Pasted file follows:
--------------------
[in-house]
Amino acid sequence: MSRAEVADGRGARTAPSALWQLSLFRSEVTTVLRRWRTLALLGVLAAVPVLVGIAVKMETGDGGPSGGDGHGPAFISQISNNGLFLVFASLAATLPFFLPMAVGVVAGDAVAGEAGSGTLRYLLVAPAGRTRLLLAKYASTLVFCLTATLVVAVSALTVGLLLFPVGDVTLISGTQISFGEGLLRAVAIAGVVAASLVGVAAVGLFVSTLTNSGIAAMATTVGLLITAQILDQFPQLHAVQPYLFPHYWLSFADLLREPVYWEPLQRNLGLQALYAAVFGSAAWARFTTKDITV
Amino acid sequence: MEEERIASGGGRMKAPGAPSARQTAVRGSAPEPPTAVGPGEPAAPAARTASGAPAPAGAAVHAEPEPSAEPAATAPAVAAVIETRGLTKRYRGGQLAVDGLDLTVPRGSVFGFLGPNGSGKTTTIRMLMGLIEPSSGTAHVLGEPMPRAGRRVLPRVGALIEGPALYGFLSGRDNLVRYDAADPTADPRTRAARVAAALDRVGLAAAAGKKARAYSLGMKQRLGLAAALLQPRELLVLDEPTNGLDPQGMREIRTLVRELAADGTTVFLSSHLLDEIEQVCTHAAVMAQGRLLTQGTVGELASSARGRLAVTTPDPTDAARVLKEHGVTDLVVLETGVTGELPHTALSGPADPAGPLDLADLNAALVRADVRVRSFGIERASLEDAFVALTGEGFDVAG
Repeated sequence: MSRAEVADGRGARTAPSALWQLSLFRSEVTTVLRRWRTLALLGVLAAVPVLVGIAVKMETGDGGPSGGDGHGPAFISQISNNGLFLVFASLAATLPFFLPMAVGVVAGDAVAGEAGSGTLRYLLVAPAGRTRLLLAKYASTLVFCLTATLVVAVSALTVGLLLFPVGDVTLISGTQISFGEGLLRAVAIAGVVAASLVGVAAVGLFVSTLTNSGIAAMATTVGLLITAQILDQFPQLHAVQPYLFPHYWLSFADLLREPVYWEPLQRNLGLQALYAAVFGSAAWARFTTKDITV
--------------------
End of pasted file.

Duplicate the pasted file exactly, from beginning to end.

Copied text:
[in-house]
Amino acid sequence: MSRAEVADGRGARTAPSALWQLSLFRSEVTTVLRRWRTLALLGVLAAVPVLVGIAVKMETGDGGPSGGDGHGPAFISQISNNGLFLVFASLAATLPFFLPMAVGVVAGDAVAGEAGSGTLRYLLVAPAGRTRLLLAKYASTLVFCLTATLVVAVSALTVGLLLFPVGDVTLISGTQISFGEGLLRAVAIAGVVAASLVGVAAVGLFVSTLTNSGIAAMATTVGLLITAQILDQFPQLHAVQPYLFPHYWLSFADLLREPVYWEPLQRNLGLQALYAAVFGSAAWARFTTKDITV
Amino acid sequence: MEEERIASGGGRMKAPGAPSARQTAVRGSAPEPPTAVGPGEPAAPAARTASGAPAPAGAAVHAEPEPSAEPAATAPAVAAVIETRGLTKRYRGGQLAVDGLDLTVPRGSVFGFLGPNGSGKTTTIRMLMGLIEPSSGTAHVLGEPMPRAGRRVLPRVGALIEGPALYGFLSGRDNLVRYDAADPTADPRTRAARVAAALDRVGLAAAAGKKARAYSLGMKQRLGLAAALLQPRELLVLDEPTNGLDPQGMREIRTLVRELAADGTTVFLSSHLLDEIEQVCTHAAVMAQGRLLTQGTVGELASSARGRLAVTTPDPTDAARVLKEHGVTDLVVLETGVTGELPHTALSGPADPAGPLDLADLNAALVRADVRVRSFGIERASLEDAFVALTGEGFDVAG
Repeated sequence: MSRAEVADGRGARTAPSALWQLSLFRSEVTTVLRRWRTLALLGVLAAVPVLVGIAVKMETGDGGPSGGDGHGPAFISQISNNGLFLVFASLAATLPFFLPMAVGVVAGDAVAGEAGSGTLRYLLVAPAGRTRLLLAKYASTLVFCLTATLVVAVSALTVGLLLFPVGDVTLISGTQISFGEGLLRAVAIAGVVAASLVGVAAVGLFVSTLTNSGIAAMATTVGLLITAQILDQFPQLHAVQPYLFPHYWLSFADLLREPVYWEPLQRNLGLQALYAAVFGSAAWARFTTKDITV